August 1984

Radiological Case of the Month

Author Affiliations

Contributed from the Divisions of Pediatric Cardiology (Drs Brenner, Berman, and Shayne), Infectious Diseases (Dr Warren), and Thoracic and Cardiovascular Surgery (Dr McLaughlin), University of Maryland Hospital, Baltimore.

Am J Dis Child. 1984;138(8):791-792. doi:10.1001/archpedi.1984.02140460081026

A 15-year-old girl had a cough of 2½ weeks' duration and gradual onset of dyspnea and tachypnea. Physical examination disclosed the following values: oral body temperature, 38.9 °C; respirations, 30/min; pulse rate, 120 beats per minute; and BP, 90/60 mm Hg, with a paradoxical pulse of 20 to 40 mm Hg. There were bilateral pulmonary basilar rales, muffled heart sounds, and an enlarged tender liver that extended 4 cm below the right costal margin. Chest roentgenograms were obtained (Figure).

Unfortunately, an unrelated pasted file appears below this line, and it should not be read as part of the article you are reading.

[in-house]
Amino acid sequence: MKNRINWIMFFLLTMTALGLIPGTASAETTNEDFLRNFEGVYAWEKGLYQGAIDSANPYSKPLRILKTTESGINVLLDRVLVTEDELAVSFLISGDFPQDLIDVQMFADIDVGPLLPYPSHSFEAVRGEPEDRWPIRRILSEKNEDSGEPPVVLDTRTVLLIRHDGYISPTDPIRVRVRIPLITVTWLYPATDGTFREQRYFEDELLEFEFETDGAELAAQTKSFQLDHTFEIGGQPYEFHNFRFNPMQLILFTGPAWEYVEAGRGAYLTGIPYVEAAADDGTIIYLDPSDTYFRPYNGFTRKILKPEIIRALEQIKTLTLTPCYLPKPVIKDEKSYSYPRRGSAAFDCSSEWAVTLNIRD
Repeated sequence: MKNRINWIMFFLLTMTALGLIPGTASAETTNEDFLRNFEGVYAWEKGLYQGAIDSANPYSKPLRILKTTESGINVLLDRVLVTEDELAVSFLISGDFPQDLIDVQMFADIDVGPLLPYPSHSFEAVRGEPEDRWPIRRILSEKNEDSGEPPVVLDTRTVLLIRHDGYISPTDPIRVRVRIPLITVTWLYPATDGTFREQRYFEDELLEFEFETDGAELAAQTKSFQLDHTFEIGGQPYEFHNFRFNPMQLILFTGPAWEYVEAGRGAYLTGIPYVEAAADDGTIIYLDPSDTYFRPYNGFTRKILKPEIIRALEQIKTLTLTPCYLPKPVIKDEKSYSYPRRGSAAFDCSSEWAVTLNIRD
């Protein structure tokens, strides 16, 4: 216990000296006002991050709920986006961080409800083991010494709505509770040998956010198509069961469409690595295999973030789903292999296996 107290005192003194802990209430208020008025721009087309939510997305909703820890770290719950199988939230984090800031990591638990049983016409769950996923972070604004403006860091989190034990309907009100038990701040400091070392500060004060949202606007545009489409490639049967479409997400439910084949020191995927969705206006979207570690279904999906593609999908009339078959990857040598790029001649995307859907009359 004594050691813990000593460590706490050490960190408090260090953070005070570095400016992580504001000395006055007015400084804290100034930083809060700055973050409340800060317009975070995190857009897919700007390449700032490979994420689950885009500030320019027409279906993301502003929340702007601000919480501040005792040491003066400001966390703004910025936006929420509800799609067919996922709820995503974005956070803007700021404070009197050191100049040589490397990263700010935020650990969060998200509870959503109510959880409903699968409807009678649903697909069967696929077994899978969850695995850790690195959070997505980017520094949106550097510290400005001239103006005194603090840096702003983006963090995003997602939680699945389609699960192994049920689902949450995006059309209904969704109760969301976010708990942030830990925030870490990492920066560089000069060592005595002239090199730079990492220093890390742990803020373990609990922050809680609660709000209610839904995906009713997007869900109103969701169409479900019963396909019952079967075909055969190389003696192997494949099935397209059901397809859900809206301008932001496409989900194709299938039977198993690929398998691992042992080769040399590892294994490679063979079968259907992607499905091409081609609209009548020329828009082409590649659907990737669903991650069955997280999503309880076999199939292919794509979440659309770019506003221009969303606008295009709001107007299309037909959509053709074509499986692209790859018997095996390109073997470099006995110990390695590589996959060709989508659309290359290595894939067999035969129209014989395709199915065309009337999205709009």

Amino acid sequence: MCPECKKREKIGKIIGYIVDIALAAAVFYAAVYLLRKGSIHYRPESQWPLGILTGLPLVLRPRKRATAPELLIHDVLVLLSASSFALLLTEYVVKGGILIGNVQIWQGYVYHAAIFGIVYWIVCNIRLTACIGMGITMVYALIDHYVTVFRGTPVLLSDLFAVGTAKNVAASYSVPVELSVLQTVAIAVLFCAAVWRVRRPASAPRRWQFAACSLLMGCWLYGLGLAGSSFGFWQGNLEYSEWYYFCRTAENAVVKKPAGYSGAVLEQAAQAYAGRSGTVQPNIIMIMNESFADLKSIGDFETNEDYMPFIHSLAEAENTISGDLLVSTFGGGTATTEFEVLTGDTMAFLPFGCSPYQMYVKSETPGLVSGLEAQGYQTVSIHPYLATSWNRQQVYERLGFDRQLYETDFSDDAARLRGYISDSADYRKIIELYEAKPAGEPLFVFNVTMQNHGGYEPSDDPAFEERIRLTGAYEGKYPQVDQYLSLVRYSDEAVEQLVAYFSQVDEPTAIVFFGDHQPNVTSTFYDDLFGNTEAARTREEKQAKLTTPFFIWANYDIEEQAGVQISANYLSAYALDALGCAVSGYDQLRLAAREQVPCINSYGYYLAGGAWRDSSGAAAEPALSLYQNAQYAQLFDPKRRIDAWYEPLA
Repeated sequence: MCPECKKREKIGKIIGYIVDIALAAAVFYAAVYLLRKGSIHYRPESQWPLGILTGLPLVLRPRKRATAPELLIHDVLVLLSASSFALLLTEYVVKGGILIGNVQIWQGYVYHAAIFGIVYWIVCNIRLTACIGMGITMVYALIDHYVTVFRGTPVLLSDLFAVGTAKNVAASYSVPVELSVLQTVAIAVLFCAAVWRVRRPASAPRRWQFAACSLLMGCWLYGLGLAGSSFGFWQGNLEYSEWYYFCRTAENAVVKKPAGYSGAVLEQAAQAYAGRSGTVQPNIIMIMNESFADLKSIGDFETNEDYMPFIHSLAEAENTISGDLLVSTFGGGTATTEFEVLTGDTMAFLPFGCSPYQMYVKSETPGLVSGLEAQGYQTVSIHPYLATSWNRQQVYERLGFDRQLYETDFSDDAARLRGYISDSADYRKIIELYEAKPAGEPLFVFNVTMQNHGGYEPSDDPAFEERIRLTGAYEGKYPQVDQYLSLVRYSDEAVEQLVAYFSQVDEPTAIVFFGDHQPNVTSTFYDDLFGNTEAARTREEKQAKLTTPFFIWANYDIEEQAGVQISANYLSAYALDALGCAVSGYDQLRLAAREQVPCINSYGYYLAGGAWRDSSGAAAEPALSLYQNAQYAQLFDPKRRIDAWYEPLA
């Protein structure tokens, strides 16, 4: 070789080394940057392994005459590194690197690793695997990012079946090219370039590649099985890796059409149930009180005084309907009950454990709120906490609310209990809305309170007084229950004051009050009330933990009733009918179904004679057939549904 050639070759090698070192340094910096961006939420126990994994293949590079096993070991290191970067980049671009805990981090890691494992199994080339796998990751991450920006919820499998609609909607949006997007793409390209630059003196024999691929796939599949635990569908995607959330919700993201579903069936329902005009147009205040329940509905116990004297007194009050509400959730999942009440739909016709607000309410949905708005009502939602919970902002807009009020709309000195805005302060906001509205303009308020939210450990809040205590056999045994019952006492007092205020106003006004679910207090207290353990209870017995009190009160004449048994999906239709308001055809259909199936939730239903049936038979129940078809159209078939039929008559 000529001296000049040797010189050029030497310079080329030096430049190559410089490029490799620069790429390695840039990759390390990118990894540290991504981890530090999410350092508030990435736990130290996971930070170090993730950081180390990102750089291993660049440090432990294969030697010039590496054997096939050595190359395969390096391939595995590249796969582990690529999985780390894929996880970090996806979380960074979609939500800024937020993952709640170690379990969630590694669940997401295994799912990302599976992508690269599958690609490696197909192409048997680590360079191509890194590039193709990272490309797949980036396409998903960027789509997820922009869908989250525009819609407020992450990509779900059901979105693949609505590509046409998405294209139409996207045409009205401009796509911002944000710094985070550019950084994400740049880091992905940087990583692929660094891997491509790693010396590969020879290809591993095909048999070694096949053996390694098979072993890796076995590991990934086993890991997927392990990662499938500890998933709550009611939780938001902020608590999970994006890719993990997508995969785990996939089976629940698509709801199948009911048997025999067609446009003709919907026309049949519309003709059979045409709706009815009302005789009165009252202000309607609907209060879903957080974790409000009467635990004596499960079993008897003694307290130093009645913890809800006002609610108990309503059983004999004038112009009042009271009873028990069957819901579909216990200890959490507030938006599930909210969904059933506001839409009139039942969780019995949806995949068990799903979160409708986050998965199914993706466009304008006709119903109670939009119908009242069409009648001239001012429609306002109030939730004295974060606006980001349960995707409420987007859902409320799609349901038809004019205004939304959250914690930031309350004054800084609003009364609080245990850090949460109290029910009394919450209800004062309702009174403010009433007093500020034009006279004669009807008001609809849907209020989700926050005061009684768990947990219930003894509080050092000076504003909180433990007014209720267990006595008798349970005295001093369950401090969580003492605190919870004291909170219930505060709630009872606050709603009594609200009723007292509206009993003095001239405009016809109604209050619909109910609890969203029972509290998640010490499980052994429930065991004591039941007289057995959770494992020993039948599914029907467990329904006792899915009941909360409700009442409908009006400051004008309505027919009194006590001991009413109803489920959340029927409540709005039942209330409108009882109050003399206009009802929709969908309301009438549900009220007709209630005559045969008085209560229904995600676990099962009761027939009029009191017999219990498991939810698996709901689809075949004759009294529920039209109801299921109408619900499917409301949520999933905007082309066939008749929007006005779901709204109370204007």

Denouement and Discussion 

Anaerobic Pyopneumopericardium  Roentgenograms of chest in upright posteroanterior (left) and lateral (right) projections show enlarged cardiac silhouette with pericardial air-fluid level.Purulent pericarditis with substantial cardiac dysfunction was suspected, and a pericardial drain was inserted. Culture of both the pericardial fluid and blood yielded Peptostreptococcus and Bacteroides fragilis, both anaerobic organisms. Despite initial improvement with the aid of antibiotics, there were subsequent signs of cardiac tamponade and the

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